Bill White, Chairman of CHAR stated that, “The acquisition of the Altech Group would add over 30 years of experience in environmental technologies and professional engineering consulting” and that “Altech would provide CHAR with a growth catalyst to move much of our engineering design in-house, while at the same time would allow us to greatly expand our technology solutions offering for industrial clean air and clean water.”

CHAR brings the shareholders of Altech a succession plan and an opportunity to realize value at an optimal time. According to Alexander Keen, Founder and CEO of Altech, “CHAR would bring an exciting new technology and a corporate development team. Our joint efforts going forward would bring tremendous opportunities”.

It is anticipated that the new joint enterprise will have a tremendous advantage in commercialization of a new cleantech solid fuel branded “CleanFyre”. This new product is a GHG neutral coal replacement, generically referred to as biocoal. CleanFyre will allow large industrial customers the ability to greatly reduce their GHG emissions without significant capital expenditures. According to Andrew White, CEO of CHAR, “CleanFyre would leverage both Altech’s experience and expertise, and CHAR’s platform pyrolysis technology, the same technology used to create SulfaCHAR, to create a solution with strong market pull and significant growth opportunity.”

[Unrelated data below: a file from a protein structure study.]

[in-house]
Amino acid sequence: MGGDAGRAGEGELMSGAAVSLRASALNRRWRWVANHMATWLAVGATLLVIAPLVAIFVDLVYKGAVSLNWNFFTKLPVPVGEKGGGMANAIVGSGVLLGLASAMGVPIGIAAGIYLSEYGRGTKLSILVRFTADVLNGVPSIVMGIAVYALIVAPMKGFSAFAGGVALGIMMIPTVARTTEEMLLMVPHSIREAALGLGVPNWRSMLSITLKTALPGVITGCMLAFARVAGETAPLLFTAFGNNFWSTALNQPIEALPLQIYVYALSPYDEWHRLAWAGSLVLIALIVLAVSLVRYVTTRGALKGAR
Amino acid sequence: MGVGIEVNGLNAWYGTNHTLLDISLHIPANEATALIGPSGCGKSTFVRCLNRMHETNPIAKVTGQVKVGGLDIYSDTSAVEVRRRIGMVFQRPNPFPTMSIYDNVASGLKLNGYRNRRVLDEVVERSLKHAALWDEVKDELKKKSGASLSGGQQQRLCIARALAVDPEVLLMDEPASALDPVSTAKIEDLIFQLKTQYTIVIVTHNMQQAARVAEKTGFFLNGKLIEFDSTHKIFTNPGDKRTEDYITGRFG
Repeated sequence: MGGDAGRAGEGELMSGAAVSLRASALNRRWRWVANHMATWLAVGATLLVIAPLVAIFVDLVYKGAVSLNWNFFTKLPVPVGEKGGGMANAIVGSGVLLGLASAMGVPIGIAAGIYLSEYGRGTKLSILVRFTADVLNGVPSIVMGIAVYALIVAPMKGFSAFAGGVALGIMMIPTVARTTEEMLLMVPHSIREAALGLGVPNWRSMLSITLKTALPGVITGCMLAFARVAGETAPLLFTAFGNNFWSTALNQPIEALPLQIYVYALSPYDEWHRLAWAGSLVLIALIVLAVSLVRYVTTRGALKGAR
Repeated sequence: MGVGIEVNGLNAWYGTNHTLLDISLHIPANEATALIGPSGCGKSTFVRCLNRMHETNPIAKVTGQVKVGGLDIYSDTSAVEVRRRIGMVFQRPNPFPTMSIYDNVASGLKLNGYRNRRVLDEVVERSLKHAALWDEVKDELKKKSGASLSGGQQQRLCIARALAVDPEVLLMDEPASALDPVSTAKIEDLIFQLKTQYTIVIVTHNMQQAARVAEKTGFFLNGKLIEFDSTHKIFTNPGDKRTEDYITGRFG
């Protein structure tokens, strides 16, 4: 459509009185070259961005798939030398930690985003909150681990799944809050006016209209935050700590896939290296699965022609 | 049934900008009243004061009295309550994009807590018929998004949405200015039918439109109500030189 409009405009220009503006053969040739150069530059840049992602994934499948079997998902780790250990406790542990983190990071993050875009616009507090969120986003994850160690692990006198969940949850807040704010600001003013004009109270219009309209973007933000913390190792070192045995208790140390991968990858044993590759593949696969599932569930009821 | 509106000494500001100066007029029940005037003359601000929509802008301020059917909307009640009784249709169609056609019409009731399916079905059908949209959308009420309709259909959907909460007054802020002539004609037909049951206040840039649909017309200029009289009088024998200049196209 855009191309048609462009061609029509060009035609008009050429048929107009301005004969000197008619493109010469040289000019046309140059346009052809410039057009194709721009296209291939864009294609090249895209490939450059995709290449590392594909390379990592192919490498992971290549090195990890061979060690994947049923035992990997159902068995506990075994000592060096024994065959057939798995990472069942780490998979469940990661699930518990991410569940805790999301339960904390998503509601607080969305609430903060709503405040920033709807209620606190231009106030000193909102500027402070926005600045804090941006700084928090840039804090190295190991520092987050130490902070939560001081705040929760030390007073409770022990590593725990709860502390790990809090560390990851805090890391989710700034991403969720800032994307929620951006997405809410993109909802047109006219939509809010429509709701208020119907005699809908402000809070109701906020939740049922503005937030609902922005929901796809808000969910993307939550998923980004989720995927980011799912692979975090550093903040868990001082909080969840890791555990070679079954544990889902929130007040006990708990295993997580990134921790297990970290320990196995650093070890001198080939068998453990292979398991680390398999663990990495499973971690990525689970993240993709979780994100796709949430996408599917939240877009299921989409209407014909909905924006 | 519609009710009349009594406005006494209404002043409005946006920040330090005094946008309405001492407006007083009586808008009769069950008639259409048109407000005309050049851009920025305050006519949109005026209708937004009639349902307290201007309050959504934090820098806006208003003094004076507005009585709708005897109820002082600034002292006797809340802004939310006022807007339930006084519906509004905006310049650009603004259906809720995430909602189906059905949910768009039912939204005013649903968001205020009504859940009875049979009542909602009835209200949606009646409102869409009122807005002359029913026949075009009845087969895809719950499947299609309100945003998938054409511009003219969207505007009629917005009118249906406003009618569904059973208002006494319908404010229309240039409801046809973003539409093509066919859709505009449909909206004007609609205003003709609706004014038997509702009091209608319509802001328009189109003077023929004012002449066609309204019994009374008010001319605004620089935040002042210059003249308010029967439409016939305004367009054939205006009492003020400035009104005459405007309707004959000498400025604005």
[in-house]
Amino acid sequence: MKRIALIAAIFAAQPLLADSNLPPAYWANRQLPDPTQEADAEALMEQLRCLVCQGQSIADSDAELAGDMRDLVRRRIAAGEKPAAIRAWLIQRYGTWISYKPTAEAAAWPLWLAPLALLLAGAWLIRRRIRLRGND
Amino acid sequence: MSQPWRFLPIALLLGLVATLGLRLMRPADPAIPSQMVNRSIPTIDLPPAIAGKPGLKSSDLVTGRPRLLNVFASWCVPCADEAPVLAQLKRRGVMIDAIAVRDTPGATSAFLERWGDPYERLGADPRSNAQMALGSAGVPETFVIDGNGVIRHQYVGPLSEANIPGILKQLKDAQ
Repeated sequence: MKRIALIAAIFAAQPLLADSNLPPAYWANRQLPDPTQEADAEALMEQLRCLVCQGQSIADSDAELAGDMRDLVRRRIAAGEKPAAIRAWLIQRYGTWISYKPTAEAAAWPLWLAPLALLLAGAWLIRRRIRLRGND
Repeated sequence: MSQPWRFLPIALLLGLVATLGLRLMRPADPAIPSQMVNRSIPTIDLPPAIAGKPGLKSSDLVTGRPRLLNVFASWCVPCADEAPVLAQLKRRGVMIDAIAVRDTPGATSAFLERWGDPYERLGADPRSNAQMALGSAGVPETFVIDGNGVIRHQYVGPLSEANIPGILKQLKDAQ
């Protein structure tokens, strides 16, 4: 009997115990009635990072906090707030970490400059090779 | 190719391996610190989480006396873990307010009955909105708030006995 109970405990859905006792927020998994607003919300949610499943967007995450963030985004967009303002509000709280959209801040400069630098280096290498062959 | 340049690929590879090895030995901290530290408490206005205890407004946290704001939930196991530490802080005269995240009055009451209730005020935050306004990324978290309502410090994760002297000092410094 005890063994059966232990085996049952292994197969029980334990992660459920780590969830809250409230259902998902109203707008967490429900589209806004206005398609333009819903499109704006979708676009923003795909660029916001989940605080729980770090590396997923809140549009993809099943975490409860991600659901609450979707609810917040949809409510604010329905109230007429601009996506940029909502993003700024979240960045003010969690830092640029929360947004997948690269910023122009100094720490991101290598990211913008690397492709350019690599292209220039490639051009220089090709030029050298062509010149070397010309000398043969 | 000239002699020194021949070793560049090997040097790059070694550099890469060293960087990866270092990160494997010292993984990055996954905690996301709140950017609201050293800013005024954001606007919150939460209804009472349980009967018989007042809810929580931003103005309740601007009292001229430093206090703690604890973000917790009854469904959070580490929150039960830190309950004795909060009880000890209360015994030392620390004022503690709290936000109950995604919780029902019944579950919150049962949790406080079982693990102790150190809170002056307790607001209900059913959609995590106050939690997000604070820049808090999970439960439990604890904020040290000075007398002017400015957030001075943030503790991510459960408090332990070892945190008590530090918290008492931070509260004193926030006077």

The completion of CHAR’s acquisition of Altech is subject to the satisfaction of various conditions, including the negotiation of a definitive agreement and the completion of the parties respective due diligence. Although CHAR anticipates that the transaction with Altech will be consummated, the LOI is non-binding and there is no certainty that the transaction will be consummated.